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At what point would you say 'Enough is enough'?

July 22, 2003 14:50 IST

I can feel

Empty walls of my burnt house

Fallen Chinar in my dead backyard.

I can feel

that still Dal Lake

that frightened KASHMIRI Hindu.

In his own free country...

he is living like a refugee

he is looking for his own.

He is dreaming

when would he get the freedom to see his own house

when would he get the freedom to play in his own yard

A few weeks ago, I was invited for a poetry reading session at Harvard University. When the organisers called me to let me know that the theme for this year's poetry reading session was 'Freedom,' the very first words out of my mouth were "Kaisee Azaadi? (What Freedom?)." That question instantly became the title for my poem.

We have been celebrating our freedom for the last 55 years. I guess we celebrate it because technically some 55 years back we did get our freedom from the colonial British Empire. But what exactly does that mean? Have we ever taken a step back and seriously thought about our freedom? Are we as citizens of India doing everything we ought to do to maintain and secure the freedom that our forefathers fought hard to get? Are we as citizens of India doing everything we need to do to make sure that our future generations don't have to fight another war of independence?

According to the Webster's dictionary, 'Freedom' means:

The condition of being free of restraints.
The capacity to exercise choice; free will.

Are we free of restraints? Do we have the capacity to exercise choice and free will?

Maybe it is just me.

Maybe it is just me who cannot ignore 400,000+ Kashmiri Hindus living as refugees in their own free country. Maybe it is just me who cannot erase the pictures of the lifeless faces of thousands of older Kashmiri Hindus who lost all that they had in their old age, and are now on the roads.

Maybe it is just me.

But is it? Is it really just me? What about all of you Indians out there?

John F Kennedy, former president of United States, once said: 'The cost of freedom is always high, but Americans have always paid it. And one path we shall never choose, and that is the path of surrender, or submission.'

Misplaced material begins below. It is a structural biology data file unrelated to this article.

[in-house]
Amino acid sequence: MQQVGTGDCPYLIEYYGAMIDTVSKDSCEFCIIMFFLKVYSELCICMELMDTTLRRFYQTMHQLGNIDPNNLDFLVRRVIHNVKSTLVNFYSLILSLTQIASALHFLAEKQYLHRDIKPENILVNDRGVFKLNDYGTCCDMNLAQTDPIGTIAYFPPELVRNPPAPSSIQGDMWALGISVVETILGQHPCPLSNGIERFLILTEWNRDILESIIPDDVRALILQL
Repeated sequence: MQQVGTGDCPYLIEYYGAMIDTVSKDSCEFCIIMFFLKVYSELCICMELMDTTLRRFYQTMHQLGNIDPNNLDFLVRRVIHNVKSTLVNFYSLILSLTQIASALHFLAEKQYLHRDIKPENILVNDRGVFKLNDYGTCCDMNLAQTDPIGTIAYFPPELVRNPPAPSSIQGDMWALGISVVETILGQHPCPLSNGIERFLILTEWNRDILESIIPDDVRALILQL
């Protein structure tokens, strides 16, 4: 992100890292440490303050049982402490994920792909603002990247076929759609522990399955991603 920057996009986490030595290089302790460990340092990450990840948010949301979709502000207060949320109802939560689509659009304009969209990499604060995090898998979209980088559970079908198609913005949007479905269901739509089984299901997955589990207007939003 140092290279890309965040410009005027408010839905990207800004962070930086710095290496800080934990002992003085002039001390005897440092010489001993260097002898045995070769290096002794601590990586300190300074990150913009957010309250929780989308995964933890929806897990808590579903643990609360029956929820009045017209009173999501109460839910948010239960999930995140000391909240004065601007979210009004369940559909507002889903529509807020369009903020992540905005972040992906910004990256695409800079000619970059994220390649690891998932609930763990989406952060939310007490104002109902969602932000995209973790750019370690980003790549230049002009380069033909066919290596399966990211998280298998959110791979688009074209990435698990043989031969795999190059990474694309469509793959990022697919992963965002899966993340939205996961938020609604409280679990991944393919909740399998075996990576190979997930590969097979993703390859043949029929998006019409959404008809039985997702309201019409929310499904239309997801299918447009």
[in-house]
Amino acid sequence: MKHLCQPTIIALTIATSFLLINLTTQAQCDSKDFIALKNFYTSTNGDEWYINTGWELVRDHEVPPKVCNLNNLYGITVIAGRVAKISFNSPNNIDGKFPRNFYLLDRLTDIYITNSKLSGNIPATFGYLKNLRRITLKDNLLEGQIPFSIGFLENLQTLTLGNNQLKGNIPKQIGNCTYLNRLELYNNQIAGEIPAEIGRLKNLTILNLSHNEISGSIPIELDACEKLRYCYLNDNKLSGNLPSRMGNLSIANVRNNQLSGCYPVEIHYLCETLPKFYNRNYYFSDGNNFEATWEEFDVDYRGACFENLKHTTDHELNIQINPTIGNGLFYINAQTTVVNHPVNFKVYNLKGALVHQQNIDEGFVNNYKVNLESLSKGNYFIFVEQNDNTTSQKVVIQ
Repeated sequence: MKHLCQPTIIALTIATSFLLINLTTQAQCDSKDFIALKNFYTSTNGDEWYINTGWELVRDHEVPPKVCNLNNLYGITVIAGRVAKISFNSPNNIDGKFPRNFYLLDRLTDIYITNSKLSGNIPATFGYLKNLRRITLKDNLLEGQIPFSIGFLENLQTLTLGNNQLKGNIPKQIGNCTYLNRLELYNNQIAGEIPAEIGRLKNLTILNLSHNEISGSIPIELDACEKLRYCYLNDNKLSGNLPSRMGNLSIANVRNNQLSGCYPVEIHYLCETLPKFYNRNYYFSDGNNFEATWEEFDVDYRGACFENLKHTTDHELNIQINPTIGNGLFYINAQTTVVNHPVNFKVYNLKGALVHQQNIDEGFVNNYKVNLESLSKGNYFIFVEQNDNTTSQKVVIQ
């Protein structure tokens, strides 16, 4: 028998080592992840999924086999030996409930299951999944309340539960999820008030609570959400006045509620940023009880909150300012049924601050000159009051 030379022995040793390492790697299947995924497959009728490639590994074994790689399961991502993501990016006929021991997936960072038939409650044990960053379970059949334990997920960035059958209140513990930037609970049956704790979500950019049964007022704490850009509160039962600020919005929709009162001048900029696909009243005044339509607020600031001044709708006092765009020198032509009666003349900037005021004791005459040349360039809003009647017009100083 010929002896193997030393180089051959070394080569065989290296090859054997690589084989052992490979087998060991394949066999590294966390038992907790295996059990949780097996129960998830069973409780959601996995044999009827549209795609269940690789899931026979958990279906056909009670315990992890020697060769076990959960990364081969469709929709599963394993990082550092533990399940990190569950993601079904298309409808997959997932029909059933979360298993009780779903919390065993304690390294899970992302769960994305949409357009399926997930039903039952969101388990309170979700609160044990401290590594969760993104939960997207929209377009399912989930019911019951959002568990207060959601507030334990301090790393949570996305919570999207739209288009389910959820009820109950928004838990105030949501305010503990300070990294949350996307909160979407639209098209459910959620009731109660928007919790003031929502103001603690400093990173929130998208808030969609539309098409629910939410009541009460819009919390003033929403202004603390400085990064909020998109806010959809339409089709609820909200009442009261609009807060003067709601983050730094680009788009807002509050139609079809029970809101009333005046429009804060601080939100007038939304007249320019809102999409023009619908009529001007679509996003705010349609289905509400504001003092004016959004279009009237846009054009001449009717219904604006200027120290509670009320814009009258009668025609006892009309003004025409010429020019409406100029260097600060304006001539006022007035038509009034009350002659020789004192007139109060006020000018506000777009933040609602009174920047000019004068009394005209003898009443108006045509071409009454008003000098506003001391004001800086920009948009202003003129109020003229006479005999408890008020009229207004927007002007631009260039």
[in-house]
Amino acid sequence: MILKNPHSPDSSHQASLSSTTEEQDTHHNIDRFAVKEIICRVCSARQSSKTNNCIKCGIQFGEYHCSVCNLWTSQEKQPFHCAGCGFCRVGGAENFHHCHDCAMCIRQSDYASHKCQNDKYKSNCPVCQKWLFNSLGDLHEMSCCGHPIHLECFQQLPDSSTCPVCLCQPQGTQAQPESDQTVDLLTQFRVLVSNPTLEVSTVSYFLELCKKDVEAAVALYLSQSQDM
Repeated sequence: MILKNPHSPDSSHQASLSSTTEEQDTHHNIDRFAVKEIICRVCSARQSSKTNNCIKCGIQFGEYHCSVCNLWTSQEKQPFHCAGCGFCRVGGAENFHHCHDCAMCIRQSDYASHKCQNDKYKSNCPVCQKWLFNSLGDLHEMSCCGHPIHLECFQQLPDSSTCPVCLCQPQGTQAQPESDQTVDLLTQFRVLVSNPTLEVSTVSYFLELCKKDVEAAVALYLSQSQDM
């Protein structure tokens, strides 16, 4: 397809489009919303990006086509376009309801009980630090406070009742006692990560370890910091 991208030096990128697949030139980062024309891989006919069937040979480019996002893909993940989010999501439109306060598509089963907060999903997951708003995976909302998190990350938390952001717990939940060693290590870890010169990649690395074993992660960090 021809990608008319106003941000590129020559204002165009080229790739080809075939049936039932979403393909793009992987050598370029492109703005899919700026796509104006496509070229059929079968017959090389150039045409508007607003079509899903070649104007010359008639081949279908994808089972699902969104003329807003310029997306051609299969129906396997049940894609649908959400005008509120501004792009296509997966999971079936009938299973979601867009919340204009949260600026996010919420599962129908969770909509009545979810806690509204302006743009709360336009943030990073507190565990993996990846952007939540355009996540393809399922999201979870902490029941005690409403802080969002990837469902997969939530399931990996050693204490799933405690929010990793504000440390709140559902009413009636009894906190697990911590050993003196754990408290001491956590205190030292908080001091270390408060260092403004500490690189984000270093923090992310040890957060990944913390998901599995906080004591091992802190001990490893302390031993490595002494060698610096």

Now that is a tall order. Not to surrender and/or submit.

We as a country surrendered and submitted for ages until we got our freedom from the British. We surrendered to Mahmud Ghazni. We surrendered to Mohammad Ghori. We surrendered to the Mughals. We surrendered to the divide and rule British. We surrendered to the British Partition plan and let our country be broken into two pieces. We surrendered to the wishes of a few who, for their own personal interests, did not want to see a united India after freedom. But after all those surrenders and struggles we finally did get our freedom. And we thought once we are free, there will be no more surrenders. How right or wrong (depending upon who you ask) were we?

Have we been able to secure our freedom?

Sadly and unfortunately, no.

We have continued to surrender even after we got our well-deserved freedom. We have surrendered the rights of the majority to appease the minorities. We surrendered to the wishes of a few and agreed to Article 370 of the Constitution. We call ourselves a one billion people-strong nation and yet we surrendered to half-a-dozen terrorists and let Maulana Masood Azhar, Omar Ahmed Sheikh and Mushtaq Zargar free to save lives of 153 civilians. How many more civilians and security forces personnel have been killed since that shameful night of December 31, 1999? That night will go down as the weakest point in the history of India.